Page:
Mayoral candidate Joe McNamara says Toledo must start “investing in ourselves” if the city’s economy is to improve and see more jobs.
Mr. McNamara outlined a five-point economic plan that he says will stimulate the city's economy, create more jobs, and develop a long-term plan for continued progress during a news conference held in downtown Toledo on Tuesday.
As a city councilman, Mr. McNamara, a Democrat, pointed out that he supported the “Local Preference Ordinance,” which enables council the option to select a local company bidding for a job even if their bid isn’t the lowest. As mayor he would continue to promote the plan, he said.
“When we invest in local businesses, we are investing in Toledo,” Mr. McNamara said.
One of Mr. McNamara’s more ambitious plans is to create “co-operative businesses” that would require initial financial backing from large institutions like the University of Toledo.
Based on a model in Cleveland, the co-operative businesses would be placed in low-income communities to aid redevelopment efforts, he said.
Residents, who would co-own the businesses, would help determine what businesses are most needed in their community.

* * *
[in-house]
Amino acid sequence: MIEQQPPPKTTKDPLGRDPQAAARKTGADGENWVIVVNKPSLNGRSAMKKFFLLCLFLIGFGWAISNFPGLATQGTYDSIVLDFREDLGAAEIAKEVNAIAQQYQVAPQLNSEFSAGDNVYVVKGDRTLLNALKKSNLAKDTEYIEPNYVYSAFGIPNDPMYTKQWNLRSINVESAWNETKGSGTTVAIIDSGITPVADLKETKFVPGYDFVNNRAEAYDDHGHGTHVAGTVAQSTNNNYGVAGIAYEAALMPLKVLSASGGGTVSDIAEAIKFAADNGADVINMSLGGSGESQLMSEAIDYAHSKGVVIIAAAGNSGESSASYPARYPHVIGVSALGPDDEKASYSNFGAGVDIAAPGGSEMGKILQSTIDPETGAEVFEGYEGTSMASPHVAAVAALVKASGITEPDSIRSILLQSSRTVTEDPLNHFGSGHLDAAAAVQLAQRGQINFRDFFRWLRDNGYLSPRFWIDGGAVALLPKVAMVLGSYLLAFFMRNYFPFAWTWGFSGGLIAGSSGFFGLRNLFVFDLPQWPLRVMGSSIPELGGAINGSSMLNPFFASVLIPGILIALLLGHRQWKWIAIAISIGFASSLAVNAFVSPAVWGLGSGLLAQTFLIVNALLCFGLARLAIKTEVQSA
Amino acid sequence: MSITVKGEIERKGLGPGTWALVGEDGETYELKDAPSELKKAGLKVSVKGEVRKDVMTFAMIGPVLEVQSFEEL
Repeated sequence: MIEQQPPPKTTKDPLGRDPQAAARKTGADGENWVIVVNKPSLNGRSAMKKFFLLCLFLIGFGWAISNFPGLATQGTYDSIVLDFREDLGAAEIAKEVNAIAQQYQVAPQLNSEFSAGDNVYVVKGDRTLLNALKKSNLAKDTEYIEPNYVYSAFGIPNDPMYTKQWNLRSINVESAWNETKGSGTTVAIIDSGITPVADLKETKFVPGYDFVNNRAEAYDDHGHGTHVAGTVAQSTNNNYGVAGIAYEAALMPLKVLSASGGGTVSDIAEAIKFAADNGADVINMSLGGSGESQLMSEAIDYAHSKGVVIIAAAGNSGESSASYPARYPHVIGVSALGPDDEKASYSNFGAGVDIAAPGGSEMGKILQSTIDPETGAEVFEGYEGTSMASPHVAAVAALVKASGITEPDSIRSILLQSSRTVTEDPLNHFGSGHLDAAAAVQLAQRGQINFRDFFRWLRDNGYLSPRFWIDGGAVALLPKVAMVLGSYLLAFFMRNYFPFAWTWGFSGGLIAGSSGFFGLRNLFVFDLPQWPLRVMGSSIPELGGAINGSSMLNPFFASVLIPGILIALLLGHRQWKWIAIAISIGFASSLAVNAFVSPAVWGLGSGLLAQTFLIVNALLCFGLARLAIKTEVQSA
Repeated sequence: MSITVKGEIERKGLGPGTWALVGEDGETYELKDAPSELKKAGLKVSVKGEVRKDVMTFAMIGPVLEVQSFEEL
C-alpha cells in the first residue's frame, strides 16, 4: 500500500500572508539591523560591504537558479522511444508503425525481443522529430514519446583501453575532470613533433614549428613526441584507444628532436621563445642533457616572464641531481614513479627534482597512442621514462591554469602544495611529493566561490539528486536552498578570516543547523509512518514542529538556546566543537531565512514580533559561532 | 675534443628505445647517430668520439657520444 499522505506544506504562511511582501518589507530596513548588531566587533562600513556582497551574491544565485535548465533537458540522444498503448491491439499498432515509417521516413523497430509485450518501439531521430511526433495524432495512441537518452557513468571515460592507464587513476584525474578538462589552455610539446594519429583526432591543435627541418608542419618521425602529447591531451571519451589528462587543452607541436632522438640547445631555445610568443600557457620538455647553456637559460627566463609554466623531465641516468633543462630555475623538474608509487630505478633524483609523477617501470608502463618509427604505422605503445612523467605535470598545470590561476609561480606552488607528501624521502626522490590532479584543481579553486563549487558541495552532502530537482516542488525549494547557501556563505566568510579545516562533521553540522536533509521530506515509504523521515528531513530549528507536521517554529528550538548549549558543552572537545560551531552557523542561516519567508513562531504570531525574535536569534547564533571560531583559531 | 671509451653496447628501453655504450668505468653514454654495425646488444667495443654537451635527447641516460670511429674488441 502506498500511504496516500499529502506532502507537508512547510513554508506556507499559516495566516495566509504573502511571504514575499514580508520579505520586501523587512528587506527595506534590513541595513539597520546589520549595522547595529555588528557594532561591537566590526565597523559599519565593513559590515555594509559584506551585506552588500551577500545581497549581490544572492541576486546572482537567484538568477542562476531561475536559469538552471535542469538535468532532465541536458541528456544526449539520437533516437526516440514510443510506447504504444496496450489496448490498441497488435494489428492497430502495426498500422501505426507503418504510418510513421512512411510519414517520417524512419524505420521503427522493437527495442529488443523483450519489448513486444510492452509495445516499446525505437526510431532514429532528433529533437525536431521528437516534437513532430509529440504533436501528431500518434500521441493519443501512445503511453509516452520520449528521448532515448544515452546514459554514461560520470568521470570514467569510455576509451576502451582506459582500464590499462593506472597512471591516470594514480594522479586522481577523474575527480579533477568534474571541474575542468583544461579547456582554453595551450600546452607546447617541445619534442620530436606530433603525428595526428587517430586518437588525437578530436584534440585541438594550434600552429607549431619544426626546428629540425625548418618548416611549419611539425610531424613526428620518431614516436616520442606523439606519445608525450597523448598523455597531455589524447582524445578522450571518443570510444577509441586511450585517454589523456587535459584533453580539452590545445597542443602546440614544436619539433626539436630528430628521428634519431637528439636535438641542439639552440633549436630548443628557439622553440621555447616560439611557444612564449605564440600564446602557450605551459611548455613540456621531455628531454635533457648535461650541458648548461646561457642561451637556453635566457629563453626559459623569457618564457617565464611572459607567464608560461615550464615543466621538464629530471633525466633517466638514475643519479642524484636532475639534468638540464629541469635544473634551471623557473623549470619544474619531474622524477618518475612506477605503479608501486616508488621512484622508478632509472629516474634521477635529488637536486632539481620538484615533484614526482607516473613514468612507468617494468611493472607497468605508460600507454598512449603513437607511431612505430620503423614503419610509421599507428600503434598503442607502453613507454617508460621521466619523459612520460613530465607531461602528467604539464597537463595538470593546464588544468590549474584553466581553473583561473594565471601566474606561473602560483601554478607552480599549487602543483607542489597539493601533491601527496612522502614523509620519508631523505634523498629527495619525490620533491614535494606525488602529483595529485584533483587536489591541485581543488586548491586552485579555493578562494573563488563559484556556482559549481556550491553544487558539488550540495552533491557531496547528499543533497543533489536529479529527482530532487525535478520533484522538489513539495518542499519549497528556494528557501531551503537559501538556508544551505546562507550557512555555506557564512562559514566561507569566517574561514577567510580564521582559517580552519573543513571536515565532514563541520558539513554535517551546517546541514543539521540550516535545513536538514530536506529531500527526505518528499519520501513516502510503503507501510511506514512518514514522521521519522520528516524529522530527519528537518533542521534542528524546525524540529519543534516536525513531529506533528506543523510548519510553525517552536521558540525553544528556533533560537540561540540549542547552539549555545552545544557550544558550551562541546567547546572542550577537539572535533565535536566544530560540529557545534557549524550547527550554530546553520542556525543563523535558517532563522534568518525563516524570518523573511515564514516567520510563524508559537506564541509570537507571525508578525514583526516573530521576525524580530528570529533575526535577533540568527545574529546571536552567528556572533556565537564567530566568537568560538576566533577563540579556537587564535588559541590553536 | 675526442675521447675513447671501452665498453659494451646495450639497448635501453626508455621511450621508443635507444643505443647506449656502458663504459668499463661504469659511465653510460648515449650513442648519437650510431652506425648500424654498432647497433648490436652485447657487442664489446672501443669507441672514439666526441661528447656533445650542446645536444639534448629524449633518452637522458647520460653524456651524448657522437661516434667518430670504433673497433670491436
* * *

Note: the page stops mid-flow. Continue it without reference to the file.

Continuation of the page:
“It would create more jobs and in the long-run lead to home ownership, better healthcare, and education,” Mr. McNamara said. “It’s another example of investing in ourselves.”
Another priority would be to conduct a national search to hire a “qualified economic developer,” Mr. McNamara said. The position is currently filled by an interim director.
A professionally trained developer could create better opportunities for the city, Mr. McNamara said.
“There seems to be a ‘good ol’ boy mentality in Toledo,” he said. “As mayor, I would conduct a search for a qualified economic developer.”
Mr. McNamara also proposed encouraging more businesses to take advantage of energy efficient programs that would save them money.
He also would like to see Toledo create a private/public partnership that would allow the city to do all of its own recycling locally.
Mr. McNamara is the third candidate for mayor in just two days to hold a news conference proposing political ideas.
On Monday, city councilman D. Michael Collins became the first candidate to file petitions in what could become a crowded Sept. 10 primary election ballot for mayor.
An independent, Mr. Collins is borrowing a Republican idea in the multi-point platform he rolled out.
Under his plan, the current temporary 0.75-percent income tax would be made permanent and the total income tax burden would be reduced from 2.25 percent to 2.2 percent.
He said the reduction would save Toledo taxpayers about $3.4 million.
Also Monday, Lucas County Auditor Anita Lopez, a Democrat, blasted opponent Mayor Mike Bell over the failure of water and sewer pipes that caused a giant sinkhole in central Toledo.
Contact Federico Martinez at: firstname.lastname@example.org or 419-724-6154.